As expected, the results season highlighted a few winners and plenty of losers in the financial services sector.
Barclays’ controlled slip of only 1% to £7.1bn profit has been widely praised but Alliance & Leicester suffered a drop of 30% and saw its shares slump. And Lloyds TSB saw its profits dip by 6% with write-downs increasing from £200m to £280m.
Bradford & Bingley cut the value of its sub-prime mortgage-related investments by £144.4m on February 13, al-though a few weeks earlier it said it wasn’t expecting to suff- er write-downs.
And Advantage became a victim of the liquidity crisis a few days later when its US parent Morgan Stanley pull-ed out of the UK mortgage market.
In fact, there are concerns about the mortgage industry at all levels and it is widely believed that we will soon see the introduction of a fresh batch of regulations in an attempt to manage firms’ exposure to risk.
It’s also likely that we’ll see a substantial increase in deal-making as banks, mortgage providers and brokers consolidate.
Corporate change looks set to become a feature of the industry landscape in 2008 and we’ve already seen evidence of this in the bro-king sector.
The Towergate Partnership’s acquisition of Brit-ishinsurance.com is expected to be the first in a series of takeovers by the group.
Meanwhile, Lloyds TSB has declined to comment on speculation that it is considering offers for A&L and B&B.
Although there are question marks over whether the Financial Services Au-thority will allow a bank with a big presence in the buy-to-let market to buy a player such as B&B – the biggest buy-to-let lender by balances – rumours of consolidation abound.
In such an uncertain climate, it’s easy to forget that there’s more to takeovers than the financial aspects. Individuals don’t like change and in a workplace environment it tends to signify trouble ahead.
With any merger or acquisition, the workforce faces significant upheaval and it is vital to manage this effectively. When done well, companies emerge from the changes stronger and more united, with positive employee relations and key personnel still in place. When done badly, loss of morale and uncertainty can hinder progress for months.
The changes we are likely to see in the near future will leave businesses with new management teams. This can affect employees so bringing in interim change professionals from the outside is often advisable.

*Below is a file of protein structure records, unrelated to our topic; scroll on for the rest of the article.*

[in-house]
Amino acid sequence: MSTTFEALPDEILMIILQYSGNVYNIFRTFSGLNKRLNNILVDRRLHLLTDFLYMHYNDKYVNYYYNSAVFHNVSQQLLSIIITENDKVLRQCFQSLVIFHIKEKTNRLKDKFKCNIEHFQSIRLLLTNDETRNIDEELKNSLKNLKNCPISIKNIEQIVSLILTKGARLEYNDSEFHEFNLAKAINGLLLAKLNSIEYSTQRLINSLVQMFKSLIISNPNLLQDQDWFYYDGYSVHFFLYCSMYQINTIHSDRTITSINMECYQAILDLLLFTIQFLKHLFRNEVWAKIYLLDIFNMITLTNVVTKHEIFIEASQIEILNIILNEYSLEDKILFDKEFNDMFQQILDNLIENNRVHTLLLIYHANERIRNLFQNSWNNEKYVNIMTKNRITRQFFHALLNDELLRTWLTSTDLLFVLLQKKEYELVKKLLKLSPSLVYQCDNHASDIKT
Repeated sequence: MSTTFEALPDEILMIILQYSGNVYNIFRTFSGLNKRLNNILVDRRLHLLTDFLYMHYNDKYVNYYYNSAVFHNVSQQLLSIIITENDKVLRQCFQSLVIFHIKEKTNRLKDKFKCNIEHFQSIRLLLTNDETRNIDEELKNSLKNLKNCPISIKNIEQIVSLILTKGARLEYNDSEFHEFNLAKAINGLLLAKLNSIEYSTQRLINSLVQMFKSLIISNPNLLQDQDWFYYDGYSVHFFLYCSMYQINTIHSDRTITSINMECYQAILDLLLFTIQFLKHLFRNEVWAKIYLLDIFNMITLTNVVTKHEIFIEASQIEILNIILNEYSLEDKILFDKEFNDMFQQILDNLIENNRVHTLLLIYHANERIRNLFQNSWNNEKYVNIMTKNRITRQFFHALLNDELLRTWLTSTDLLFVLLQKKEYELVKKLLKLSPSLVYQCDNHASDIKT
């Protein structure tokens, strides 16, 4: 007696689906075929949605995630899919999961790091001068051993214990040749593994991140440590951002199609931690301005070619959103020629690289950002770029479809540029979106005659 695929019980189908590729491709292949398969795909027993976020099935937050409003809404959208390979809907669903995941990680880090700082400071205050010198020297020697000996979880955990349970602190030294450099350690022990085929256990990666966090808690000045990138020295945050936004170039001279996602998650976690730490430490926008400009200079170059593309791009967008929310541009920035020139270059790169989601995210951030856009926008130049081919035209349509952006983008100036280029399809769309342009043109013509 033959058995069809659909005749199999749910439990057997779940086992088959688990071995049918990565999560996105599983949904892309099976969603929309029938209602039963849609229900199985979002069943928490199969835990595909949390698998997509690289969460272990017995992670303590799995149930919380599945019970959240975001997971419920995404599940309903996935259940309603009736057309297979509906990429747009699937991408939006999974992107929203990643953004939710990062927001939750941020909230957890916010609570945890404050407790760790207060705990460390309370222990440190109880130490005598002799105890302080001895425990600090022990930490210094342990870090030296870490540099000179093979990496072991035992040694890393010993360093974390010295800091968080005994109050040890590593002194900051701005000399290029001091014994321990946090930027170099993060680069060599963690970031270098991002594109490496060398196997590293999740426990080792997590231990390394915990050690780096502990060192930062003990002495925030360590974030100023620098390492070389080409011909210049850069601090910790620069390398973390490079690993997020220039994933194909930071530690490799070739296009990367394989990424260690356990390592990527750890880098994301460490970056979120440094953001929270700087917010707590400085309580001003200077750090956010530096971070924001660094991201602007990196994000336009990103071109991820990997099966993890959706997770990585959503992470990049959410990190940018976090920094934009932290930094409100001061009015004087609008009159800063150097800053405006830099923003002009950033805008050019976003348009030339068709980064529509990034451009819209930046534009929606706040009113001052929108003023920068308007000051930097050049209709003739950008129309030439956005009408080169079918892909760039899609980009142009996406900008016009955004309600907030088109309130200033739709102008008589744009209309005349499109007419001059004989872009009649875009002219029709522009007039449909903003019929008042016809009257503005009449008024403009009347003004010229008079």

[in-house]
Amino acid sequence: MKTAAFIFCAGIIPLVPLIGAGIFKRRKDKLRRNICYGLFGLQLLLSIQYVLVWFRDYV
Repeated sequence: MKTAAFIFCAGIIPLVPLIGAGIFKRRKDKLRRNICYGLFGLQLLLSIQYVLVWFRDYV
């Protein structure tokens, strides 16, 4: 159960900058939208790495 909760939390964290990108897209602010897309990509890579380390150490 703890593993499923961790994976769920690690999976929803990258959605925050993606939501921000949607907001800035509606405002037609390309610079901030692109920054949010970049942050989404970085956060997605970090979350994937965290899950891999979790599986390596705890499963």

While senior managers may know what decisions to take, implementing them and dealing with the aftermath can be more problematic than expected. And those with a personal interest in a business may find it difficult to make the toughest choices, such as making staff redundant.
If the choices that have to be made are unpopular, a permanent member of staff may suffer from diminished respect and even a damaged reputation for making them.
But interim change consultants are able to provide a dispassionate and questioning viewpoint and im-plement troublesome strat- egies without worrying about their relationships with the workforce.
When the dirty work has been done and the difficult decisions have been taken, the path is clear for new management to come in and get on with running the business without a tainted image.
When entering organisations, change consultants often find ineffective or redundant processes in place.
In the case of a merger, there may be several conflicting systems that need to be reconciled or abandoned in favour of replacements.
Often, existing management teams are so used to long-standing inefficiencies in their businesses that they can no longer see them.
When there is sufficient trust between management and employees, managing change internally can be the best option.
But in larger businesses there may be relatively little direct contact between senior management and the workforce. In these cases, it may be worth bringing in experts with the interpersonal skills necessary to act as a liaison between groups of workers.
It is vital that communications with staff are honest, open and sensitive throughout change processes because one of the most important elements of such changes is that they are accepted by the workforce. It is also important that plans are in place in good time, whether devised internally or with the assistance of external change consultants.
Although change professionals will only be in position temporarily, they should have the ability to be effect-ive leaders from the moment they step through the door, bringing with them the ability to communicate clearly and build relationships quickly.